Friday, February 13, 2015

Thaptology: Disposition of a Corpse

Disposition of a Corpse

Historically, a number of practices have been used to dispose of (or preserve) the dead, including mummification and exposure to the elements (and animals). The most common methods of disposition in our society are burial (interment, inhumation), burning (cremation), and donation of a body to medical science (which usually eventually concludes in cremation).  Related to burial (which is usually underground) are also storage in an above-ground tomb or mausoleum (immurement) and burial at sea.

Burial is the common, dominant and preferred method of disposal of the dead recorded in the Bible. There is a consistent thread of preference for burial among God's people. God Himself buried Moses (Deuteronomy 34:5-6, 8) and in His determinate counsel chose burial for His Son Jesus (Isa. 53:9; John 19:40). Burial was performed by the early disciples for their own members. See Acts 5:6-10 and Acts 8:2. The great initiatory ordinance of baptism incorporates the allegory of a burial. (Romans 6:4; Colossians 2:12). The “sleep” analogy/metaphor is used several times in the New Testament writing to refer to death (Matt. 9:24; Mark 5:39; Luke 8:52; John 11:11; 1 Cor. 11:30; 15:6, 18, 20, 51; 2 Cor. 5:6-8; 1 Thess. 4:13-16). Sleep and burning are incongruous acts, while one laid out for burial assumes a position reminiscent of sleep. These are some reasons for the Christian to prefer burial over cremation, exposure or some other form of disposal.

“Let the dead bury their dead” is not primarily a burial text. It is about the primacy of the claims of Christ on the believer over the claims of culture, tradition and family (Matthew 8:22; Luke 9:60). Yet it yields a measure of truth regarding the subject. Through it we understand that burial is a physical and temporal benefit, rather than a spiritual exercise. A fine burial may hide a wasted life, while lack of physical care for a body may accompany a treasured soul (Cf. Luke 16:22).

The believer will receive a glorified body (1 Cor. 15:42-49; 1 Thess. 4:13-18; Job 19:25-26). Whether the body is buried, burned or consumed by animals will not prevent God's power in resurrection. I am presently unwilling to relegate cremation to the category of sin against God – as something inherently evil. But a biblical thaptology prefers burial above cremation. The main impetus toward cremation is practical – particularly that of cost. Cremation is much less expensive than burial. This is a true concern for many. Yet burials can be made much less expensive than they often are. Guilt and grief (and sometimes greed) can be driving forces in excessive costs for funerals.  Expense as a sign of devotion for a loved one is not totally without reason, though, as Jesus indicates when he rebukes Judas for complaining about the waste of ointment to anoint Jesus (Mark 14:4-9). There is nothing in the Bible to commend cremation to God's people as a method of end of life disposal. When tucked away in a mortuary basement, cremation seems quite civilized. But to behold it as the last view of a loved one, most would be repulsed.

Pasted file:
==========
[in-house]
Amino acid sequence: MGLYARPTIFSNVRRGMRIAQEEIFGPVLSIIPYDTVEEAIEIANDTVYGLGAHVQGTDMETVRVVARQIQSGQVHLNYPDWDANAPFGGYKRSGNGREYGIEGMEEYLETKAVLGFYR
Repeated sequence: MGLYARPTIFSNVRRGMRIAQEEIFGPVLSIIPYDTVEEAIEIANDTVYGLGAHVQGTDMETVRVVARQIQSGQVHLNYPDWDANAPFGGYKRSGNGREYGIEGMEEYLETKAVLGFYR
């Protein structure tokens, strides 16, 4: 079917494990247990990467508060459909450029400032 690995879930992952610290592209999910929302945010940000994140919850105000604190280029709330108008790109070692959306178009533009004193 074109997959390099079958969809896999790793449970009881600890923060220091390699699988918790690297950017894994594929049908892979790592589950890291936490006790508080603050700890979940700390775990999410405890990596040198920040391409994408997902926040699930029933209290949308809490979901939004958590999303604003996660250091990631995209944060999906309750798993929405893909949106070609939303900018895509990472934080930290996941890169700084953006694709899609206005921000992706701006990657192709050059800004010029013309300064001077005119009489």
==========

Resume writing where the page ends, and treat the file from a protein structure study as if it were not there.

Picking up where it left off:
Christian apologist Marcus Minucius Felix, writing perhaps as early as AD 160, says, “Nor, as you believe, do we fear any loss from sepulture,  but we adopt the ancient and better custom of burying in the earth. See, therefore, how for our consolation all nature suggests a future resurrection. The sun sinks down and arises, the stars pass away and return, the flowers die and revive again, after their win-try decay the shrubs resume their leaves, seeds do not flourish again. unless they are rotted: thus the body in the sepulchre is like the trees which in winter hide their verdure with a deceptive dryness.”

In 374 or 375 AD Jerome wrote an account of Paulus the Hermit. Paulus died AD 341, of which Jerome wrote, "Then having wrapped up the body and carried it forth, all the while chanting hymns and psalms according to the Christian tradition." Like Minucius Felix, Jerome's account indicates burial as the practice of early post-apostolic Christians. Further he recites a funeral procession that includes singing or chanting.

We may not be bound by these customs – but how much better to bind ourselves to our forefathers in the faith than the customs of an increasingly ungodly society?

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